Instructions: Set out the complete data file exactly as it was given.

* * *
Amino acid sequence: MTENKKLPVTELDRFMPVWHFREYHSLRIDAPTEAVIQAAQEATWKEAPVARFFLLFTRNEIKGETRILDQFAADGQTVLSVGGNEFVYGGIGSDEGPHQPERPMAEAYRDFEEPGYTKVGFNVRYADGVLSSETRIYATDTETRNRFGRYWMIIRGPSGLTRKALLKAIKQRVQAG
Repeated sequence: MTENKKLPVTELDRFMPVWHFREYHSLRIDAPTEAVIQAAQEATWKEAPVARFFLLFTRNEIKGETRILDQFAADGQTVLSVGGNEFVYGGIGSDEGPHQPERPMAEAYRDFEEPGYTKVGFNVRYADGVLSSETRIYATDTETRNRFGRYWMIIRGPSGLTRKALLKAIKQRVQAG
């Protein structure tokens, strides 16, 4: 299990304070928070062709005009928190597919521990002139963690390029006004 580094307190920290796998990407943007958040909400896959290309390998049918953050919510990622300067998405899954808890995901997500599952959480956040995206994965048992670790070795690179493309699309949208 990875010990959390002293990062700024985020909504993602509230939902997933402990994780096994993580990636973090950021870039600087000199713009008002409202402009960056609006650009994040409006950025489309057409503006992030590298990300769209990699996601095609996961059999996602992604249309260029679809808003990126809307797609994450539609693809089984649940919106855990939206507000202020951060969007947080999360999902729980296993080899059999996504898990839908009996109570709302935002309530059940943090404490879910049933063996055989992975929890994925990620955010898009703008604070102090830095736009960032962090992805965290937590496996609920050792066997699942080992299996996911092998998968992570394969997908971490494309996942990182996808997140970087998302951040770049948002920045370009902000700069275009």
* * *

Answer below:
Amino acid sequence: MTENKKLPVTELDRFMPVWHFREYHSLRIDAPTEAVIQAAQEATWKEAPVARFFLLFTRNEIKGETRILDQFAADGQTVLSVGGNEFVYGGIGSDEGPHQPERPMAEAYRDFEEPGYTKVGFNVRYADGVLSSETRIYATDTETRNRFGRYWMIIRGPSGLTRKALLKAIKQRVQAG
Repeated sequence: MTENKKLPVTELDRFMPVWHFREYHSLRIDAPTEAVIQAAQEATWKEAPVARFFLLFTRNEIKGETRILDQFAADGQTVLSVGGNEFVYGGIGSDEGPHQPERPMAEAYRDFEEPGYTKVGFNVRYADGVLSSETRIYATDTETRNRFGRYWMIIRGPSGLTRKALLKAIKQRVQAG
């Protein structure tokens, strides 16, 4: 299990304070928070062709005009928190597919521990002139963690390029006004 580094307190920290796998990407943007958040909400896959290309390998049918953050919510990622300067998405899954808890995901997500599952959480956040995206994965048992670790070795690179493309699309949208 990875010990959390002293990062700024985020909504993602509230939902997933402990994780096994993580990636973090950021870039600087000199713009008002409202402009960056609006650009994040409006950025489309057409503006992030590298990300769209990699996601095609996961059999996602992604249309260029679809808003990126809307797609994450539609693809089984649940919106855990939206507000202020951060969007947080999360999902729980296993080899059999996504898990839908009996109570709302935002309530059940943090404490879910049933063996055989992975929890994925990620955010898009703008604070102090830095736009960032962090992805965290937590496996609920050792066997699942080992299996996911092998998968992570394969997908971490494309996942990182996808997140970087998302951040770049948002920045370009902000700069275009």